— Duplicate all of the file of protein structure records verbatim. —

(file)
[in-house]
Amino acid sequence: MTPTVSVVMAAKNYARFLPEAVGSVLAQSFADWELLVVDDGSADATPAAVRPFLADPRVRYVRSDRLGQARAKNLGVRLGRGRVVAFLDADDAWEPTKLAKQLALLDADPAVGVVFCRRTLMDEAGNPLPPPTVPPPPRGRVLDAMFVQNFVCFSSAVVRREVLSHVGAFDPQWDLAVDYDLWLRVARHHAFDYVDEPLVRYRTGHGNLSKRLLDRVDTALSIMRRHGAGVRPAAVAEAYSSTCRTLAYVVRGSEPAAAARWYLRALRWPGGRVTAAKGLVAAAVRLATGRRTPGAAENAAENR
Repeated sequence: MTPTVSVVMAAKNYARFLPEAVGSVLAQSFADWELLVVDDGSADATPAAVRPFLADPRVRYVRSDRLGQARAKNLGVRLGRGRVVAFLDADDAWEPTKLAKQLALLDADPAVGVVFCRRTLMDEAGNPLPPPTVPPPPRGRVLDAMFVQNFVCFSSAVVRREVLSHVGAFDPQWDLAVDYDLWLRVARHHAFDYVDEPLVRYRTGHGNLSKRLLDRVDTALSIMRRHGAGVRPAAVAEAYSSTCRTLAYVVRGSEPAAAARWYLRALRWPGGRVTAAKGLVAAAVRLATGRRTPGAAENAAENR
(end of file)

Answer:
[in-house]
Amino acid sequence: MTPTVSVVMAAKNYARFLPEAVGSVLAQSFADWELLVVDDGSADATPAAVRPFLADPRVRYVRSDRLGQARAKNLGVRLGRGRVVAFLDADDAWEPTKLAKQLALLDADPAVGVVFCRRTLMDEAGNPLPPPTVPPPPRGRVLDAMFVQNFVCFSSAVVRREVLSHVGAFDPQWDLAVDYDLWLRVARHHAFDYVDEPLVRYRTGHGNLSKRLLDRVDTALSIMRRHGAGVRPAAVAEAYSSTCRTLAYVVRGSEPAAAARWYLRALRWPGGRVTAAKGLVAAAVRLATGRRTPGAAENAAENR
Repeated sequence: MTPTVSVVMAAKNYARFLPEAVGSVLAQSFADWELLVVDDGSADATPAAVRPFLADPRVRYVRSDRLGQARAKNLGVRLGRGRVVAFLDADDAWEPTKLAKQLALLDADPAVGVVFCRRTLMDEAGNPLPPPTVPPPPRGRVLDAMFVQNFVCFSSAVVRREVLSHVGAFDPQWDLAVDYDLWLRVARHHAFDYVDEPLVRYRTGHGNLSKRLLDRVDTALSIMRRHGAGVRPAAVAEAYSSTCRTLAYVVRGSEPAAAARWYLRALRWPGGRVTAAKGLVAAAVRLATGRRTPGAAENAAENR